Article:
The goal of the Speak Up program is to help patients become more informed and involved in their healthcare. Information is provided by The Joint Commission.

Everyone has a role in making healthcare safe – physicians, healthcare executives, nurses and technicians. Healthcare organizations across the country are working to make healthcare safety a priority. You, as the patient, can also play a vital role in making your care safe by becoming an active, involved and informed member of your healthcare team.

If you have concerns about patient safety in the hospital, immediately report it to your nurse or the unit’s manager or director. For additional help, call St. Rita’s Risk Management Department at 419-226-9607. You can also report your concern to The Joint Commission’s Office of Quality and Patient Safety by visiting

How to SpeakUp

  • Speak up if you have questions or concerns, and if you don’t understand, ask again. It’s your body and you have a right to know.
  • Pay attention to the care you are receiving. Make sure you’re getting the right treatments and medications by the right healthcare professionals.
  • Learn about your diagnosis, the medical tests you are undergoing and your treatment plan.
  • Ask a trusted family member or friend to be your advocate.
  • Know what medications you take and why you take them. Medication errors are the most common healthcare mistakes.
  • Use a hospital, clinic, surgery center or other type of healthcare organization that has undergone a thorough on-site evaluation and has been certified for meeting state-of-the-art quality and safety standards, such as that provided by The Joint Commission.
  • Participate in all decisions about your treatment – you are the center of your healthcare team.

Things you can do to prevent infection

  • Avoiding contagious disease like the common cold, strep throat and the flu is important to everyone. Follow these five easy tips to help fight the spread of infection: (numbered)
  • Clean your hands.
  • Make sure healthcare providers clean their hands or wear gloves
  • Cover your mouth and nose.
  • If you are sick, avoid close contact with others.
  • Get vaccinated to avoid disease and fight the spread of infection.

Ways to help avoid mistakes with your medicines

  1. Make sure your doctors, nurses and other caregivers check your wristband and ask your name before giving you medicine.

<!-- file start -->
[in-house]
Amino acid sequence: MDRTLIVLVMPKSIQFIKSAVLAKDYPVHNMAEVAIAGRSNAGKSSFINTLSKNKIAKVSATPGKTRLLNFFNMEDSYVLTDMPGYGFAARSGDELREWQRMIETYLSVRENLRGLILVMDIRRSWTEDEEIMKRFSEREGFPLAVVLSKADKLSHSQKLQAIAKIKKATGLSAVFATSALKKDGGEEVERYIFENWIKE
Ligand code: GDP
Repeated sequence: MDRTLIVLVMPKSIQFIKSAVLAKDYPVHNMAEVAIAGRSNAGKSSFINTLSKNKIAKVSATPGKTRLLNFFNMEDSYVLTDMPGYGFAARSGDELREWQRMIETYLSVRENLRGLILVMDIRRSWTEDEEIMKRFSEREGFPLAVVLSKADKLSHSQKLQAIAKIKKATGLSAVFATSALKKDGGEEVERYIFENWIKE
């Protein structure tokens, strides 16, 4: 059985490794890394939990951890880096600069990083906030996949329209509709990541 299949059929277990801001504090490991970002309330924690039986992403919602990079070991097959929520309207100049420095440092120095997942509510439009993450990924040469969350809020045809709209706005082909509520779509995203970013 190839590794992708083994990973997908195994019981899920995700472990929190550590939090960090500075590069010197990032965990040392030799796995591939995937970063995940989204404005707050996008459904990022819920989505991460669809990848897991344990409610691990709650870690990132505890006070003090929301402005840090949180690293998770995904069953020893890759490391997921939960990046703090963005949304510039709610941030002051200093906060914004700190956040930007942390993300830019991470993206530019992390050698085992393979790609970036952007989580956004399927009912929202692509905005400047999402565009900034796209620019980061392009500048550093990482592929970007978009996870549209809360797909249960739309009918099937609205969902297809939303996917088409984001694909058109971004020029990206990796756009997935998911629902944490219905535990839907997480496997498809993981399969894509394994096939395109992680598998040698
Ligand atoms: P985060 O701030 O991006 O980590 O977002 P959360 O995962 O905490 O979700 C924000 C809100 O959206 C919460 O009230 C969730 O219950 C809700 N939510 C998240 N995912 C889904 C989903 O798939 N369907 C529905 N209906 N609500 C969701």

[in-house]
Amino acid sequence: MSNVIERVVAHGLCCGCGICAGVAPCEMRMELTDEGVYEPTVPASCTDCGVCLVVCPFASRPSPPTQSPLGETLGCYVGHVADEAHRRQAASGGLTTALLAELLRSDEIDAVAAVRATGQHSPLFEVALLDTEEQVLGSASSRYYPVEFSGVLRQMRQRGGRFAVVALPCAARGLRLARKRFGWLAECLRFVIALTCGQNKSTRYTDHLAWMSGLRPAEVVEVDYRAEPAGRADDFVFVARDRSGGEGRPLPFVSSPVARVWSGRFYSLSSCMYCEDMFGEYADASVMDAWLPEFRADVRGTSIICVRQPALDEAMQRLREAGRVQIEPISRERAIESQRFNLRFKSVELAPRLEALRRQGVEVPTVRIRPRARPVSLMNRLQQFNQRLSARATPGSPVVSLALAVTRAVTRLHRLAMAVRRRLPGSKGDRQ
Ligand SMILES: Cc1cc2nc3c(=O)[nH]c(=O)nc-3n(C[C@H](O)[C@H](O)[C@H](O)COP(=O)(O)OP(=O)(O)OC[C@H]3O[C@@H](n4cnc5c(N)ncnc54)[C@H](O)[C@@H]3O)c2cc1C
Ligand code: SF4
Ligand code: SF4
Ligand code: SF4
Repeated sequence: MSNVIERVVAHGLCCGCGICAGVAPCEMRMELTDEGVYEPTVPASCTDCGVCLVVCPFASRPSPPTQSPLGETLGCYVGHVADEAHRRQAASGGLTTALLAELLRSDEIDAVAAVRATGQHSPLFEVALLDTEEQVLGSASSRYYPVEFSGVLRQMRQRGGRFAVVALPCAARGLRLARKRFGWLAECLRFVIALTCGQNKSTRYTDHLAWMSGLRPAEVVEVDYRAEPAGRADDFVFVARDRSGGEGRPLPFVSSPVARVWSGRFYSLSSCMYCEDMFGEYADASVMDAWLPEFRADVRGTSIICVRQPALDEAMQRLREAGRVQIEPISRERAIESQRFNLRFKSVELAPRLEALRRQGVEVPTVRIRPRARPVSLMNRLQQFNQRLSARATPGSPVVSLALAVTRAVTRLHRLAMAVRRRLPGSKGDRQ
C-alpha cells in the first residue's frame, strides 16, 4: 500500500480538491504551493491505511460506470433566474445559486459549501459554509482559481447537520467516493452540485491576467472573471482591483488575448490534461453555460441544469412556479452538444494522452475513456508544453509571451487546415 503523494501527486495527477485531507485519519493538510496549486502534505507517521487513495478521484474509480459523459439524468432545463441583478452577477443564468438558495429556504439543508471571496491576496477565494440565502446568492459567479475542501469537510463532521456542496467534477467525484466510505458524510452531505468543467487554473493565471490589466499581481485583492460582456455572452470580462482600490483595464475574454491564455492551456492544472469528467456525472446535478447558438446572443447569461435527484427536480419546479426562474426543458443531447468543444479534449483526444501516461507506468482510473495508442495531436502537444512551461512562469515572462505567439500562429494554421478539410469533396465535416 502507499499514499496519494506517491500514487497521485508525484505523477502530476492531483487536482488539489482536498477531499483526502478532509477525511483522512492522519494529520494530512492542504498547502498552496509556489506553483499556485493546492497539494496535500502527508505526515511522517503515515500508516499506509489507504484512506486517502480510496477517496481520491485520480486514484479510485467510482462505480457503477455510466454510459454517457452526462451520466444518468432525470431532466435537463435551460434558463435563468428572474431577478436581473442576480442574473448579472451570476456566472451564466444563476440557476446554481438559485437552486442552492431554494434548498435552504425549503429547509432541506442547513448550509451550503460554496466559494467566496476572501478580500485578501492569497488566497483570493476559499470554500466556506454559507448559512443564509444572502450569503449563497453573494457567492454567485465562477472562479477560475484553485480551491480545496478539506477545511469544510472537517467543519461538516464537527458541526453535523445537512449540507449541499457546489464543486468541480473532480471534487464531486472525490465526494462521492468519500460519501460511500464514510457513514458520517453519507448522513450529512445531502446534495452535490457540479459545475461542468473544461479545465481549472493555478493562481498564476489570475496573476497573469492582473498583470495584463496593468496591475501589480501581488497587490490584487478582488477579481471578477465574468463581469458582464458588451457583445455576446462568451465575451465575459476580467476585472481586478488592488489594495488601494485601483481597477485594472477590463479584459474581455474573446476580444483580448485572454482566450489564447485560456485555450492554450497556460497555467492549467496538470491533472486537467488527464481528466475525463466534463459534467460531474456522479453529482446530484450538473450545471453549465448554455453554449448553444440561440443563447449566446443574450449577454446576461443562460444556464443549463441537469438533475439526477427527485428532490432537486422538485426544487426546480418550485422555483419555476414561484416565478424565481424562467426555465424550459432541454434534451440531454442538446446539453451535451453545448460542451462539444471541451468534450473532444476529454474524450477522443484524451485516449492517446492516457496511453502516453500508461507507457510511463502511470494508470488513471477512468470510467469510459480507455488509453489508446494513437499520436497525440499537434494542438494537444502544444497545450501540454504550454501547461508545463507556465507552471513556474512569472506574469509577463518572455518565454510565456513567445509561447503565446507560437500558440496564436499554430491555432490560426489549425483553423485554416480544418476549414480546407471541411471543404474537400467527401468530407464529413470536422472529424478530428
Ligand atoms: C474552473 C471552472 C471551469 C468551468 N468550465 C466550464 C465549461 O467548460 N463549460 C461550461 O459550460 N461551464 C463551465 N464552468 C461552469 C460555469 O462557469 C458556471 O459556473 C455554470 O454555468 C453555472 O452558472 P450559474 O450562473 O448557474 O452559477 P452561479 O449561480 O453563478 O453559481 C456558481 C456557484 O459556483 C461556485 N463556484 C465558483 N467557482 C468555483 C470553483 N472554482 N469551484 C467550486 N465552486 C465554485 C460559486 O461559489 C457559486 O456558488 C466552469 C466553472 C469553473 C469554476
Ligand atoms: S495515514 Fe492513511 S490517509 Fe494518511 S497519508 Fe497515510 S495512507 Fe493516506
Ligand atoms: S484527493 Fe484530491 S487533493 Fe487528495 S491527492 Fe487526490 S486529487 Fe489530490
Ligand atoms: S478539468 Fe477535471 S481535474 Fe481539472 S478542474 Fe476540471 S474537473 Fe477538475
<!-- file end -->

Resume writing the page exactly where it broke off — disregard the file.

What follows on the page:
2. Don’t be afraid to tell a care-giver if you think you are about to get the wrong medicine
  3. Know what time you should get a medicine. If you don’t get it then, be sure to speak up.
  4. Tell your caregiver if you don’t feel well after taking a medicine. Ask for help right away if you think you are having a side effect or reaction.
  5. You may be given IV fluids. Read the bag to find out what is in it. Ask the caregiver how long is should take for the liquid to run out.
  6. Get a list of your medicines, including your new ones. Read the list carefully. Make sure it lists everything you are taking. If necessary, ask a loved one to help.


Each year, millions of people are injured by falls. People at risk of falling include hospital patients, nursing home residents and those who are recovering from an illness or injury at home. Falls can happen for a number of reasons: the person is weak, tired, ill or may have problems seeing. Certain medicines may cause weakness, sleepiness, confusion or dizziness.

Many falls occur when patients get out of bed either to go to the bathroom or walk around the room by themselves. If you need to get our of bed:

  • Use your call button to ask for help getting out of bed if you feel unsteady.
  • Ask for help going to the bathroom or walking around the room or in hallways.
  • Wear non-slip socks or footwear.
  • Lower the heights of the bed and the side rails.

Talk to your doctor if your medicine makes you sleepy, light-headed, sluggish or confused. Ask how to reduce these side effects or if you can take another medicine.